During an interview on ESPN radio, Polian suggested the Combine serves three purposes – medical, psychological, and the 40-yard dash. According to Polian, in addition to evaluating past injuries, the medical evaluations are consistently thorough enough to also reveal previously undetected life-threatening (presumably heart) ailments. Such may be true, as only recently (2005) was Virginia senior TE Jonathan Stupar diagnosed with Wolfe Parkinson White Syndrome, a previously undetected, but potentially fatal heart condition.
Psychological evaluations include psychological and personality tests, the Wonderlic intelligence test, personal interviews, and of course, the dreaded chalkboard. No need to explain this one. A team has to filter the good apples from the rotten ones. I mean what team can afford to draft head cases (Jeremy Shockey, Chad Johnson, Terrell Owens, Michael Westbrook) and… (I don’t want to get sued for libel)… the like (Bob Sapp, Lawrence Phillips, Maurice Clarett, etc.).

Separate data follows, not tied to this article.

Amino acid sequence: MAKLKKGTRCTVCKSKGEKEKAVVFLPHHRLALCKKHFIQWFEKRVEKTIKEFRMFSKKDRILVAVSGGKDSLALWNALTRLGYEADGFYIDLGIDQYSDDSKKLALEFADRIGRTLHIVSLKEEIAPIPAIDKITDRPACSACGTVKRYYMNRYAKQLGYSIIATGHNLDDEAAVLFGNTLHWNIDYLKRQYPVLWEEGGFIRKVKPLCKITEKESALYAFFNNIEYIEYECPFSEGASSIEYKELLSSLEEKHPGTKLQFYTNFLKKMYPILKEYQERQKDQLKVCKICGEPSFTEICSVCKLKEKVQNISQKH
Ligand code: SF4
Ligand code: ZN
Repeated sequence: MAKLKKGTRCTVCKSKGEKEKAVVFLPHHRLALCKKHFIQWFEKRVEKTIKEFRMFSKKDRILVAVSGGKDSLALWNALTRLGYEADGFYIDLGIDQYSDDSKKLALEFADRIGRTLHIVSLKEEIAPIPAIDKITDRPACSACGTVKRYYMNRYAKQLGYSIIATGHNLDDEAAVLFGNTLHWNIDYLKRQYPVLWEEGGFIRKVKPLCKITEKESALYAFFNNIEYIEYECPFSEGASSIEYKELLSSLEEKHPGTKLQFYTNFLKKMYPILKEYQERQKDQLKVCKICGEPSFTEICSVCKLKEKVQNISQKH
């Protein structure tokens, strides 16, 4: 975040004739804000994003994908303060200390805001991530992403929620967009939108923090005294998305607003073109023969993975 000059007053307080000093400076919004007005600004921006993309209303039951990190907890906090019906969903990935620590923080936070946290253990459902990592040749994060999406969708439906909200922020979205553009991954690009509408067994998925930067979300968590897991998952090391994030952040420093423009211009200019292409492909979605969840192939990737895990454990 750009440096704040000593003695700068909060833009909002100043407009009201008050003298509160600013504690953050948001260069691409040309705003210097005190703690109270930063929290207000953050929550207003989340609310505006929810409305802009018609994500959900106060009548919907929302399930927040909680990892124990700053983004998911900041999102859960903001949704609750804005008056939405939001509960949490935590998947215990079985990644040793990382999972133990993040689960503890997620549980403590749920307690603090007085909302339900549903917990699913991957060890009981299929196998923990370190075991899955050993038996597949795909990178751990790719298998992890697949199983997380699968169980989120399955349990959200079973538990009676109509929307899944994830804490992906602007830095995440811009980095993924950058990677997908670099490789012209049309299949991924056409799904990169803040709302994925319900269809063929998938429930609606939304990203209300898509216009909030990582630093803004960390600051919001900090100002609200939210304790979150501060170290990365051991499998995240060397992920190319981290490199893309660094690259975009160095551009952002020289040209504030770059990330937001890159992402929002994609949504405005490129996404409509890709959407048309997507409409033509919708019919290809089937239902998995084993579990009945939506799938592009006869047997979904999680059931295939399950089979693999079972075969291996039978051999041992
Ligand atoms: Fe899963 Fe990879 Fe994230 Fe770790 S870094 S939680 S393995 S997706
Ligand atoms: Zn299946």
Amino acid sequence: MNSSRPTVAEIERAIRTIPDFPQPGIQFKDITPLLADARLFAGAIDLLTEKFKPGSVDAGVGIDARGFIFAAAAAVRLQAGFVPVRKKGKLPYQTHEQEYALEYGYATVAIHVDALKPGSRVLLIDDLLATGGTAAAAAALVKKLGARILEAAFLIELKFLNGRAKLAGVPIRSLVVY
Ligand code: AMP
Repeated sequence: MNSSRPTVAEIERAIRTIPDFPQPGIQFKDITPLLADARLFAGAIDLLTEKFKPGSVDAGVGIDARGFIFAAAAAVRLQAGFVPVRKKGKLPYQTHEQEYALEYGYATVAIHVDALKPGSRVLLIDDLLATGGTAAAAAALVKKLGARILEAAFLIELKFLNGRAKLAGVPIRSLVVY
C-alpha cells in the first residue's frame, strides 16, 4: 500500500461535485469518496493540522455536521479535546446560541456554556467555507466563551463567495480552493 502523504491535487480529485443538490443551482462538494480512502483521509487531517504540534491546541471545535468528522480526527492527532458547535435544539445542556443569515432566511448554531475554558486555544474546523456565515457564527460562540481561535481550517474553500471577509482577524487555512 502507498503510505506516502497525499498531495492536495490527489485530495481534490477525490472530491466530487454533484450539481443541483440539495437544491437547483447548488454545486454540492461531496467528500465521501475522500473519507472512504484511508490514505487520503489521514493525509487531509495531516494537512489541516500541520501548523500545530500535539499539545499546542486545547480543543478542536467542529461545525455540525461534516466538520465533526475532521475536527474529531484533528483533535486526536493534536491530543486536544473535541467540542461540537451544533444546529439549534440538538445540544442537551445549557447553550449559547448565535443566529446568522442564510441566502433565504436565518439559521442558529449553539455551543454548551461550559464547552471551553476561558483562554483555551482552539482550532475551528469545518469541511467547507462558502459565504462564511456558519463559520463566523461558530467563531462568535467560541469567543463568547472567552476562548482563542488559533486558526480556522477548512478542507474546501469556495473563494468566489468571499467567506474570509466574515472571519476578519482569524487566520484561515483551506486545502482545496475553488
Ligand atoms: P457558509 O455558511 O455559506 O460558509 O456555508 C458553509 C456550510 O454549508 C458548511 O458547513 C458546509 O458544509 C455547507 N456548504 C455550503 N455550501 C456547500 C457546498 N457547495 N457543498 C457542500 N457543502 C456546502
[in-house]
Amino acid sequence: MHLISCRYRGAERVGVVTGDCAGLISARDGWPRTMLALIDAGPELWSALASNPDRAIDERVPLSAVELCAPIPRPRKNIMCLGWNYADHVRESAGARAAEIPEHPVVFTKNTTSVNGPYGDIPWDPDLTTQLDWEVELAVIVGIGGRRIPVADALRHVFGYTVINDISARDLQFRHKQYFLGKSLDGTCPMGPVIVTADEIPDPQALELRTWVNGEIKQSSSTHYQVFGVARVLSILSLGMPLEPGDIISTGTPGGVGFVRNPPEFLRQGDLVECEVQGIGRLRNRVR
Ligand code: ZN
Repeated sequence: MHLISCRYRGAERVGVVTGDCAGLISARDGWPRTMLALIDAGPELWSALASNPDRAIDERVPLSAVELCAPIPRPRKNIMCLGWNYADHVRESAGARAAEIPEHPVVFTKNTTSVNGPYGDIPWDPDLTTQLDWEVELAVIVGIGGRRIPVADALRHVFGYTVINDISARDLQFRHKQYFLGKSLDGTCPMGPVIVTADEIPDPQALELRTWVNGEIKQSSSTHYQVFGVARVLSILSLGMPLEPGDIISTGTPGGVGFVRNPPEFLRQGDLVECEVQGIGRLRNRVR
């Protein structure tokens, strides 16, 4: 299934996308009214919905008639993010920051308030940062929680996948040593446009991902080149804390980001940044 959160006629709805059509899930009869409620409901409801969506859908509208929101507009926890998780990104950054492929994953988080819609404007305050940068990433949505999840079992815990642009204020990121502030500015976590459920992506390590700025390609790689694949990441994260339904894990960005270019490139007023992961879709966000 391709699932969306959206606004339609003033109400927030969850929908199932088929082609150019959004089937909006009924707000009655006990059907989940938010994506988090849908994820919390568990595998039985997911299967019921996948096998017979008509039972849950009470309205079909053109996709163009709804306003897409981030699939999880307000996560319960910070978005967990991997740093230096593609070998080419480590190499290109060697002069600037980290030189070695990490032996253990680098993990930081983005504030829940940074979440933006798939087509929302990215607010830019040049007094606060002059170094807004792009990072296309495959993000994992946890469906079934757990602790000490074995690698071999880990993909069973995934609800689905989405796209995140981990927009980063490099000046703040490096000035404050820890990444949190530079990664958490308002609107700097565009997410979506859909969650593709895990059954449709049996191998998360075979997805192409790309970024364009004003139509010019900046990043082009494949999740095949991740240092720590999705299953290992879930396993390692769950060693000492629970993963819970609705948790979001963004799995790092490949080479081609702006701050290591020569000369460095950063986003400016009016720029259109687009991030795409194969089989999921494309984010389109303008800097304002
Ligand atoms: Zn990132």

The 40-yard dash, of course, is a staple of the scouting process that as Polian revealed, can also lead to mistakes.
When asked (and I’m paraphrasing here) to recall his most memorable Combine blunder (player he overlooked due to Combine performance), Polian evoked the name – Wes Welker. Ouch – and as an undrafted fee agent, Polian clearly wasn’t the only one to overlook the league’s reigning receptions champ.
According to Polian, Welker’s 40-yard time did not fit within the team’s parameters, and like many he overlooked Welker’s production, toughness, and intelligence. So please people, as you watch the Combine over the next week or so, please bear Wes Welker in mind when salivating over the stopwatch. And much gratitude to Bill Polian, whose resume and draft history will never be questioned, for stepping out and characterizing the Combine so well.